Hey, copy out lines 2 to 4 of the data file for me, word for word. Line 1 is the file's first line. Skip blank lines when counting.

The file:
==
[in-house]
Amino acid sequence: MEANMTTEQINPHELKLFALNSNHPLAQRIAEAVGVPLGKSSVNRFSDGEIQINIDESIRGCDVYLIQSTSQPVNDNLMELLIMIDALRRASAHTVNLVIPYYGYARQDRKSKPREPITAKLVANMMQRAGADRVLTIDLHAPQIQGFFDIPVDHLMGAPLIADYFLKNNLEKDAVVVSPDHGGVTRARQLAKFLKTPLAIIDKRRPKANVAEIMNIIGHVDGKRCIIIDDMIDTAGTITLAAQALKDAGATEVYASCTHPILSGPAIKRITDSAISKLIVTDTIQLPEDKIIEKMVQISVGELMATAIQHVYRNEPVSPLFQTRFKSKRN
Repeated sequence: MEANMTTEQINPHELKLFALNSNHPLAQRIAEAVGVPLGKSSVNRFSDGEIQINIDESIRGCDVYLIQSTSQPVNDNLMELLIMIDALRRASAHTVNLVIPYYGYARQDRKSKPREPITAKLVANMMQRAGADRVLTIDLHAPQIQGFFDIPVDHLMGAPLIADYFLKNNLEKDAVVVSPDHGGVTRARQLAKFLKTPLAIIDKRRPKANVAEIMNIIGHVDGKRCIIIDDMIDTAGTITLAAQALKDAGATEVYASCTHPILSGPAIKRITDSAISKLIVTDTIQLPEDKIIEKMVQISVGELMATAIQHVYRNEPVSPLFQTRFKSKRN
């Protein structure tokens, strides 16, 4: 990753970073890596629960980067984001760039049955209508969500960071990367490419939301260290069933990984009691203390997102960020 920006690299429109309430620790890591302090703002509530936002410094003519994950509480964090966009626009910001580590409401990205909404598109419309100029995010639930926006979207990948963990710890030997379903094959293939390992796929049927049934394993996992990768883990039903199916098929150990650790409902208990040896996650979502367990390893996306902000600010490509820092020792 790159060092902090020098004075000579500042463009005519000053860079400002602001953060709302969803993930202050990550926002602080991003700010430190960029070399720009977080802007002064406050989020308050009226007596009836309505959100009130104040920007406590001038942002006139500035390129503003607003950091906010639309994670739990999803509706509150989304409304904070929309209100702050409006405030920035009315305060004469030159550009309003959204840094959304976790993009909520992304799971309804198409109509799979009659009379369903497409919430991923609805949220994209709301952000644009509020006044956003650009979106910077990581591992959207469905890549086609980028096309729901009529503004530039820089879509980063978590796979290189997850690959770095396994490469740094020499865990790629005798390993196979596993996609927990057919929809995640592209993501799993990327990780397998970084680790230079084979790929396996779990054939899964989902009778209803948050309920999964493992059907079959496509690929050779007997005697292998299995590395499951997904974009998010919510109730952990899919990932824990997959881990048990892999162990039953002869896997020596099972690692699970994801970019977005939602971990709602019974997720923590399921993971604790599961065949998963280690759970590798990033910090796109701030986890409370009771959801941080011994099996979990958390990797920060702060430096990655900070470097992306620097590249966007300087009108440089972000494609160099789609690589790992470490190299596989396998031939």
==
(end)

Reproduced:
Amino acid sequence: MEANMTTEQINPHELKLFALNSNHPLAQRIAEAVGVPLGKSSVNRFSDGEIQINIDESIRGCDVYLIQSTSQPVNDNLMELLIMIDALRRASAHTVNLVIPYYGYARQDRKSKPREPITAKLVANMMQRAGADRVLTIDLHAPQIQGFFDIPVDHLMGAPLIADYFLKNNLEKDAVVVSPDHGGVTRARQLAKFLKTPLAIIDKRRPKANVAEIMNIIGHVDGKRCIIIDDMIDTAGTITLAAQALKDAGATEVYASCTHPILSGPAIKRITDSAISKLIVTDTIQLPEDKIIEKMVQISVGELMATAIQHVYRNEPVSPLFQTRFKSKRN
Repeated sequence: MEANMTTEQINPHELKLFALNSNHPLAQRIAEAVGVPLGKSSVNRFSDGEIQINIDESIRGCDVYLIQSTSQPVNDNLMELLIMIDALRRASAHTVNLVIPYYGYARQDRKSKPREPITAKLVANMMQRAGADRVLTIDLHAPQIQGFFDIPVDHLMGAPLIADYFLKNNLEKDAVVVSPDHGGVTRARQLAKFLKTPLAIIDKRRPKANVAEIMNIIGHVDGKRCIIIDDMIDTAGTITLAAQALKDAGATEVYASCTHPILSGPAIKRITDSAISKLIVTDTIQLPEDKIIEKMVQISVGELMATAIQHVYRNEPVSPLFQTRFKSKRN
């Protein structure tokens, strides 16, 4: 990753970073890596629960980067984001760039049955209508969500960071990367490419939301260290069933990984009691203390997102960020 920006690299429109309430620790890591302090703002509530936002410094003519994950509480964090966009626009910001580590409401990205909404598109419309100029995010639930926006979207990948963990710890030997379903094959293939390992796929049927049934394993996992990768883990039903199916098929150990650790409902208990040896996650979502367990390893996306902000600010490509820092020792 790159060092902090020098004075000579500042463009005519000053860079400002602001953060709302969803993930202050990550926002602080991003700010430190960029070399720009977080802007002064406050989020308050009226007596009836309505959100009130104040920007406590001038942002006139500035390129503003607003950091906010639309994670739990999803509706509150989304409304904070929309209100702050409006405030920035009315305060004469030159550009309003959204840094959304976790993009909520992304799971309804198409109509799979009659009379369903497409919430991923609805949220994209709301952000644009509020006044956003650009979106910077990581591992959207469905890549086609980028096309729901009529503004530039820089879509980063978590796979290189997850690959770095396994490469740094020499865990790629005798390993196979596993996609927990057919929809995640592209993501799993990327990780397998970084680790230079084979790929396996779990054939899964989902009778209803948050309920999964493992059907079959496509690929050779007997005697292998299995590395499951997904974009998010919510109730952990899919990932824990997959881990048990892999162990039953002869896997020596099972690692699970994801970019977005939602971990709602019974997720923590399921993971604790599961065949998963280690759970590798990033910090796109701030986890409370009771959801941080011994099996979990958390990797920060702060430096990655900070470097992306620097590249966007300087009108440089972000494609160099789609690589790992470490190299596989396998031939």